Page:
What they found suggests that ADHD isn’t something that you just have or don’t have. And the path it can take over time also can vary. Consistent with earlier studies, about 30% of those in the study did seem to fully recover from ADHD and its symptoms at some point. But most who seemingly recovered – 60% – had a recurrence. So their ADHD seemed to go away for a time and then come back. The study also found that most adults who didn’t fully meet the criteria for ADHD still had symptoms sometimes or still were taking ADHD medicine.

Only about 9% of the kids got over or seemed to permanently “outgrow” their ADHD. The condition appeared to remain stable in less than 11% of people in the study. Most with ADHD showed changes over time. Based on reports by those in the study, ADHD symptoms most often seemed to go up and down. They could get better for a while and then worse again.

This was a small study, so we need more research to draw firm conclusions. But these findings show that ADHD and its symptoms can change for reasons that aren’t clear.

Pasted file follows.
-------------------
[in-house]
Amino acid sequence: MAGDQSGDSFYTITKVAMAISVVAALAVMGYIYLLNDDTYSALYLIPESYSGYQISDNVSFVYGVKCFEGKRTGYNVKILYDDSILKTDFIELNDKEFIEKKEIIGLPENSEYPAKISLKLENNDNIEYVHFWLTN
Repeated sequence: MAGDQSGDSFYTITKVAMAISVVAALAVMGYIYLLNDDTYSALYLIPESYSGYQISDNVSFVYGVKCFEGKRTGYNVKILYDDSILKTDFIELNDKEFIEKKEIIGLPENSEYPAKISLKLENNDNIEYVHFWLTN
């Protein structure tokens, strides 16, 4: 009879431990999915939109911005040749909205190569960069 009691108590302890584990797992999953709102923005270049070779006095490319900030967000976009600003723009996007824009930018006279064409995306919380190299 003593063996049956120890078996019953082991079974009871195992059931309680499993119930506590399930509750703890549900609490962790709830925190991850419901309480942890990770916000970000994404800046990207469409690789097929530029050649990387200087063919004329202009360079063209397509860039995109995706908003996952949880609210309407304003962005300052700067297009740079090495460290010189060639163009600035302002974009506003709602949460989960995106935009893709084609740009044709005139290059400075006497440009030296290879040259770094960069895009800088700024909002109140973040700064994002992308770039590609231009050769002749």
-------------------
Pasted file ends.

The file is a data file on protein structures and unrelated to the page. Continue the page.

What Happens to the Brain With Age When You Have ADHD?

It’s not entirely understood what happens in the brain of kids with ADHD or how it changes over time. Lots of studies have been done to look at the brain. But one reason it’s hard to say is that different studies have seen different things. There could be many reasons for those differences, including variations among people with ADHD and how those studies were done.

Another recent small study looked at brain images of 31 young adults with ADHD compared to adults without ADHD. It also considered how many symptoms the adults had when they were kids. The study did see some widespread changes, including changes in density and shape in different parts of the brain. Those changes were most strongly linked to symptoms of ADHD people had when they were kids. It suggested to the researchers that changes in the brains of kids with ADHD symptoms are still there when those kids get older.

So this adds to the idea that childhood ADHD doesn’t go away with age. But there are still lots of questions. More study is needed to really understand what happens in the brain in ADHD and how it changes over time. It also may depend on what type of ADHD a person has.

What to Expect as You Grow Up With ADHD

Even if your child doesn’t outgrow ADHD, it may look different as they get older. ADHD symptoms in kids often are easier to spot. Adults who’ve had ADHD for years might have found ways to manage or hide their symptoms.